As roofs give way to snow, concerns for homeowner safety grow

After two recent snowstorms closed the federal government and schools across the region, people began digging out. The season's snow tally in D.C. reached 55.6 inches Wednesday -- more than the last record of 54.4 inches, set in 1898-99.
By Paul Schwartzman
Washington Post Staff Writer
Wednesday, February 10, 2010

Fire officials are warning homeowners not to climb on rooftops to clear the snow that began accumulating last weekend.

"We think that would be a design for disaster," D.C. Fire Chief Dennis L. Rubin told reporters. Mayor Adrian M. Fenty (D) urged residents to "stay with relatives" if they are worried their roofs are in danger of collapsing.

The warnings came as another storm pushed in and an increasing number of area jurisdictions reported various types of roofs buckling, bending and collapsing.

On Tuesday, the roof of a 100-foot-long garage in Upper Marlboro collapsed, injuring a man who was on a ladder trying to clear it of snow. Hours later, a roof collapsed on three stores in a small strip mall in the Largo area of Prince George's County. No injuries were reported.

Over the weekend, the roof of an airplane hangar at Dulles International Airport caved in, damaging a couple of planes but causing no injuries. Monday morning, the roof in the bay area of the Fairfax County Fire and Rescue station at Baileys Crossroads gave way, damaging a fire engine and a firetruck. Another station in Annandale was evacuated after firefighters spotted the roof sagging. Staff and equipment were moved to a bingo hall.

Although no residential buildings were reported to have collapsed, many residents -- especially those in older rowhouses in the District -- expressed concern about the stability of roofs that are flat or inclined slightly.

Harry Kalashian, who has been a roofing contractor for 32 years, said he has offered homeowners a wide range of advice about the snow piles, but his tips do not include stepping out on the roof.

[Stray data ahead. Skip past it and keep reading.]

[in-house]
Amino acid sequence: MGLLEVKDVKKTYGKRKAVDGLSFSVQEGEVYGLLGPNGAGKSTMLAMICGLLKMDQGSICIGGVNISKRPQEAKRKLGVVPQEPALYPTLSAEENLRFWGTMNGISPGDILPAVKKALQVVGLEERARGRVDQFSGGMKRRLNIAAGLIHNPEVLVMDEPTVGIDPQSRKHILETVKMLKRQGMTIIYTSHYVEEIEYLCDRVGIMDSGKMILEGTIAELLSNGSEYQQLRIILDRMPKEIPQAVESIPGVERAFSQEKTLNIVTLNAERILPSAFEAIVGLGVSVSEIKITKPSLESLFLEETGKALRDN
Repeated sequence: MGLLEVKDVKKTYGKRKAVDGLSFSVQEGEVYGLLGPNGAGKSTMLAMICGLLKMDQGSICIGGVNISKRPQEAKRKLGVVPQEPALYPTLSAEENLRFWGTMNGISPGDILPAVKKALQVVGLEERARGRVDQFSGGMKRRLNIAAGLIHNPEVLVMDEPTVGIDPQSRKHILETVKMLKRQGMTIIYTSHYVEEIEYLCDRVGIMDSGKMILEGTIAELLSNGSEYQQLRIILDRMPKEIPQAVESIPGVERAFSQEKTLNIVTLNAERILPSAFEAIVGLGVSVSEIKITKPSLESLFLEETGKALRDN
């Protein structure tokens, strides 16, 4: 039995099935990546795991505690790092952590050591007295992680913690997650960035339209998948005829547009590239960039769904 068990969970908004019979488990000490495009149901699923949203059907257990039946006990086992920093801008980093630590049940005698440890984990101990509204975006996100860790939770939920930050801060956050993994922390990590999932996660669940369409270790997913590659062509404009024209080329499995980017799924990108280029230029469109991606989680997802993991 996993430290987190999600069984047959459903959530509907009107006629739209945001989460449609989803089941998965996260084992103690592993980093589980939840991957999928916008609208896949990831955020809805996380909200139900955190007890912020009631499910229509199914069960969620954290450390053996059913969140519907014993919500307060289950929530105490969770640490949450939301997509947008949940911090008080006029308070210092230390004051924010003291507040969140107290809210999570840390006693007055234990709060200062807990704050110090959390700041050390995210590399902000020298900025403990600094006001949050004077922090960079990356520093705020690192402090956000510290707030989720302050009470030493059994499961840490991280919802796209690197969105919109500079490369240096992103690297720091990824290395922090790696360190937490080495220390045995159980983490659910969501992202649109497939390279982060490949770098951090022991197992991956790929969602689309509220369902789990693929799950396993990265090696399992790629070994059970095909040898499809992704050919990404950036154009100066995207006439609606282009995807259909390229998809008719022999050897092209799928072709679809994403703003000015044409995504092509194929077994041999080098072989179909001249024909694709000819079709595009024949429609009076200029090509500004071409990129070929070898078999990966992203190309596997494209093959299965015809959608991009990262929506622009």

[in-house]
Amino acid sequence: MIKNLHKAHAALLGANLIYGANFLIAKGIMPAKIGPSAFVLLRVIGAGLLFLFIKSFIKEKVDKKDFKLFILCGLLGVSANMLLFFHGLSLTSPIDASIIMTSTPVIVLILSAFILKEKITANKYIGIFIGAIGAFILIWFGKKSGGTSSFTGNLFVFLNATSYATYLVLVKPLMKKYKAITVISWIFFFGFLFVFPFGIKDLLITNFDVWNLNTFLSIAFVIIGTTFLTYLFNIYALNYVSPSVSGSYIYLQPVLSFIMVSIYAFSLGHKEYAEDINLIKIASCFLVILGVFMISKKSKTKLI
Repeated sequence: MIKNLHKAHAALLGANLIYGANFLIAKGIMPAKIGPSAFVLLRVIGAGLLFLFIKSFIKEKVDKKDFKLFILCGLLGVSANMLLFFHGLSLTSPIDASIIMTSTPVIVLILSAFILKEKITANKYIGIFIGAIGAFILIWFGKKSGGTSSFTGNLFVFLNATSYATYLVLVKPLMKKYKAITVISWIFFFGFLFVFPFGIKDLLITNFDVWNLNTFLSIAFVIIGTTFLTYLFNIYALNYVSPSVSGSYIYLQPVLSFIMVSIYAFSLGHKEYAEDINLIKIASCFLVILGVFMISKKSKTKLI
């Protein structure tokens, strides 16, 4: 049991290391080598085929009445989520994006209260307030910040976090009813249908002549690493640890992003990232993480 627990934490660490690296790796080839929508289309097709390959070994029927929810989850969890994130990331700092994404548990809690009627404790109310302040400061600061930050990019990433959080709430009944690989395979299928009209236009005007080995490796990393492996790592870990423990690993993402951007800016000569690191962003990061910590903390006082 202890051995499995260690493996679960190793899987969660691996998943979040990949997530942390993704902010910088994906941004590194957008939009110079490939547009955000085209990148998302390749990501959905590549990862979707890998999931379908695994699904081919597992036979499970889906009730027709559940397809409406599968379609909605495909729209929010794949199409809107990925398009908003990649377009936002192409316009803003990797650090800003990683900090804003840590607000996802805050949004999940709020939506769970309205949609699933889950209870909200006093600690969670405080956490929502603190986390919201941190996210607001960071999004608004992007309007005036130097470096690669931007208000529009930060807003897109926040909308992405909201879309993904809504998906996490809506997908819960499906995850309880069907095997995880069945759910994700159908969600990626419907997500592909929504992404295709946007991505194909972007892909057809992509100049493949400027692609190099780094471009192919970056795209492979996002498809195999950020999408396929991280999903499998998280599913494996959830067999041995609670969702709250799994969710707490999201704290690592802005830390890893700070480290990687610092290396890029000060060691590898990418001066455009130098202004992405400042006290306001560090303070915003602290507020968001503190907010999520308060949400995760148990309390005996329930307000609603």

"It's not worth dying over," he said. What homeowners could do, he said, is take a trip to the attic with a flashlight.

"If you see fresh cracks, if you have a substantial amount of water coming in, if you hear cracks, they probably have a concern," said Kalashian, who owns Harry and Sons Roofing of Brentwood.

If there's a leak, he said, take a knife or screwdriver and dig a hole to drain the water. Otherwise, he said, "Just sit back. This is why you have insurance. This will all be over in a week."

Kevin Morgan, operations manager at Wagner Roofing of Hyattsville, said his company will clear snow from roofs for $195 an hour. "You're probably looking at three hours of work," he said.

Typically, flat roofs on commercial and warehouse buildings are the most susceptible to collapsing, Morgan said, although his company also has dealt with porch roofs that have fallen.

The residential properties most endangered are those with existing, acute problems: leaks and cracked beams and walls.

"Ninety-nine point nine percent of the homes are going to be okay," said Joe "Skip" Walker, who owns a building inspection company. According to several structural engineers, the District's building code requires that rooftops be able to handle 30 pounds per square foot, up from the 10 or 20 pounds required before World War II, when many of the city's rowhouses were built.

"While it's hard to generalize, this is not the first time these buildings have seen snow, and they've made it," said David Oleynik, principal at Spiegel, Zamecnik and Shah, a structural engineering firm in the District.

If that is not comforting, Allyn E. Kilsheimer, 68, a structural engineer who helped rebuild the Pentagon after the Sept. 11, 2001, terrorist attack, said: "If you're really worried about it, go to a hotel, go to a friend's house."

But, he added, "in the 52 years I've been doing this, I've never gone to a rowhouse that's collapsed under snow. If everything's in good shape, you don't have to be worried."

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